Careful what you wish for: an unstable world as U.S. declines

Tony Karon writes: Alarmed by the unchecked global dominance of Washington in the late 1990s, France’s then-foreign minister Hubert Vedrine described the US as a “hyperpower” whose influence needed to be checked for the greater good. This would be achieved, he suggested, by the construction of a “multipolar” world order, in which US influence would be balanced by the emergence of a number of different power centres.

As 2011 draws to a close, there can be no doubt that “multipolarity” is upon us, and then some: Washington has found its abilities limited to influence the dramatic political events unfolding across the wider Middle East and beyond. The US in 2012 faces a wave of crises that could have profound consequences for America’s well-being, yet with dramatically weakened levers of influence to shape the outcomes to those crises.

Today, decisions made in Ankara, Beijing, Paris, Berlin, Tehran, Riyadh and even Doha are having an effect on international affairs that might have been unthinkable just a few years ago. A quick glance at a few of the crises currently on the boil suggests the “multipolar” world may be a more unpredictable place than Mr Vedrine imagined.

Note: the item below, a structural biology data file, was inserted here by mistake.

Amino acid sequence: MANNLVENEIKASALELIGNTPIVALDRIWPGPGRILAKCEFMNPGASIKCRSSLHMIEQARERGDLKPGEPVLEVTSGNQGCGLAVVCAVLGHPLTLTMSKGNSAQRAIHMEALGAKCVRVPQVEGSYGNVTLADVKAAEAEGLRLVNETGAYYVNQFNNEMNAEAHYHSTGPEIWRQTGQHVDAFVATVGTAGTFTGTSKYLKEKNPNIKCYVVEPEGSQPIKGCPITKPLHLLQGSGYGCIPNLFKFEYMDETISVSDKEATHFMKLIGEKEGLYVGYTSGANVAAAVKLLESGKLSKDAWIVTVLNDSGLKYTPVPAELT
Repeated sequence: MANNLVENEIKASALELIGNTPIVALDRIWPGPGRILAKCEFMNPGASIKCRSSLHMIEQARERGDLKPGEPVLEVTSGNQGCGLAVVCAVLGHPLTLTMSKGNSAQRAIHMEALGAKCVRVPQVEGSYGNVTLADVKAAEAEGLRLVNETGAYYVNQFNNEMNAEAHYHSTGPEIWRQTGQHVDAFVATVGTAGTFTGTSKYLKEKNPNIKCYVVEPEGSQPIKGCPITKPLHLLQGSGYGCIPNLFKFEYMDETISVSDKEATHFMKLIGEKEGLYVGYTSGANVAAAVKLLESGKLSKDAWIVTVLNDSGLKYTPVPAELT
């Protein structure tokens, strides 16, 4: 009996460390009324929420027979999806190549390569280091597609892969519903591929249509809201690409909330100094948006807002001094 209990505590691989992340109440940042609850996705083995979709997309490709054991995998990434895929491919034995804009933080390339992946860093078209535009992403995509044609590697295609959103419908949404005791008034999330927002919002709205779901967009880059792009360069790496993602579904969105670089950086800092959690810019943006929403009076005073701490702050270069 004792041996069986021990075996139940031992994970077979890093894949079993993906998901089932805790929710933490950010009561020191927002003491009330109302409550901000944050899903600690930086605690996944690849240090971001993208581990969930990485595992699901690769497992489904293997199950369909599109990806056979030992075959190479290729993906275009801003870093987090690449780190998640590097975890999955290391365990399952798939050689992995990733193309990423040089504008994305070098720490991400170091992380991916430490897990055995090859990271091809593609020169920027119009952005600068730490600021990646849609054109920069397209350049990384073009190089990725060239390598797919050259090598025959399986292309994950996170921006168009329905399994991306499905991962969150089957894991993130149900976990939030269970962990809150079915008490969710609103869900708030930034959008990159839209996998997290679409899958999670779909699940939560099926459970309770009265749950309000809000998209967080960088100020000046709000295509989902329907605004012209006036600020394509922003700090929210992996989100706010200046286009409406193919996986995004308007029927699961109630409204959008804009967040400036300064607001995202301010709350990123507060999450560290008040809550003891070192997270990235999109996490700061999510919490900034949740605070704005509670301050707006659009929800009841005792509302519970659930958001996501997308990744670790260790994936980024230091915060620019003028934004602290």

President Barack Obama pulled the last US troops out of Iraq saying that it could become a “model for the entire region”, but the bloodbath visited on Baghdad by car bombers in the final weeks of 2011 was a grim reminder that Iraq may still be headed down the abyss of sectarian bloodshed. The attacks come against a backdrop of sharply rising sectarian tensions as the Shiite-dominated government of Prime Minister Nouri Al Maliki appears to be systematically removing leading Sunnis from the political scene, raising fears of a renewed insurgency.

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One thought on “Careful what you wish for: an unstable world as U.S. declines

  1. Christopher Hoare

    Definition: unstable world == one that does not conform to the Washington consensus.
    Since it is the Washington consensus that is largely responsible for the worst of the world’s problems one can hardly call multipolarism a mistake if it operates on the problems from a wider viewpoint.

    As a Canadian citizen of English birth I was amused by the classic putdown, “You can always tell an Englishman, but you can’t tell him much”. For your information, the American has inherited this judgement along with the troubled mantle of empire that it snatched from the hapless Brits in WWII. Some days it seems that it is not possible to get through to Americans at all. Tony Karon and others—you will get a little closer to the current world realities if you try listening to others and quit seeing illusions through purely American eyes.

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